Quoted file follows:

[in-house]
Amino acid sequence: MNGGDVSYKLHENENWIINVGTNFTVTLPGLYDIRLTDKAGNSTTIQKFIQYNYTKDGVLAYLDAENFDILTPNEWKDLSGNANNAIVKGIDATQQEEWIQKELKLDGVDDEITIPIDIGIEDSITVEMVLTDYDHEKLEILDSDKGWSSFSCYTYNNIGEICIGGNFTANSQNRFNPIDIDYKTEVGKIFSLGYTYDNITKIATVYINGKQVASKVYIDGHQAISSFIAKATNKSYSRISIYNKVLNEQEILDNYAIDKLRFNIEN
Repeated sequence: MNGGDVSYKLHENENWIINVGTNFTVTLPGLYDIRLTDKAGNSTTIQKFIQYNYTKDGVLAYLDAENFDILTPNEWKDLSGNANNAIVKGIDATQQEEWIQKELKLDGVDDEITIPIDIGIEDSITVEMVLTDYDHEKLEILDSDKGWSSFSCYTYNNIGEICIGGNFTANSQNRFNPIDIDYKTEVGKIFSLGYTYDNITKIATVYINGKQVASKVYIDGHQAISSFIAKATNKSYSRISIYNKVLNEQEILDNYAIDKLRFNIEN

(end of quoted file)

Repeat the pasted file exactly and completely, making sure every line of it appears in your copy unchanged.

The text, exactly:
[in-house]
Amino acid sequence: MNGGDVSYKLHENENWIINVGTNFTVTLPGLYDIRLTDKAGNSTTIQKFIQYNYTKDGVLAYLDAENFDILTPNEWKDLSGNANNAIVKGIDATQQEEWIQKELKLDGVDDEITIPIDIGIEDSITVEMVLTDYDHEKLEILDSDKGWSSFSCYTYNNIGEICIGGNFTANSQNRFNPIDIDYKTEVGKIFSLGYTYDNITKIATVYINGKQVASKVYIDGHQAISSFIAKATNKSYSRISIYNKVLNEQEILDNYAIDKLRFNIEN
Repeated sequence: MNGGDVSYKLHENENWIINVGTNFTVTLPGLYDIRLTDKAGNSTTIQKFIQYNYTKDGVLAYLDAENFDILTPNEWKDLSGNANNAIVKGIDATQQEEWIQKELKLDGVDDEITIPIDIGIEDSITVEMVLTDYDHEKLEILDSDKGWSSFSCYTYNNIGEICIGGNFTANSQNRFNPIDIDYKTEVGKIFSLGYTYDNITKIATVYINGKQVASKVYIDGHQAISSFIAKATNKSYSRISIYNKVLNEQEILDNYAIDKLRFNIEN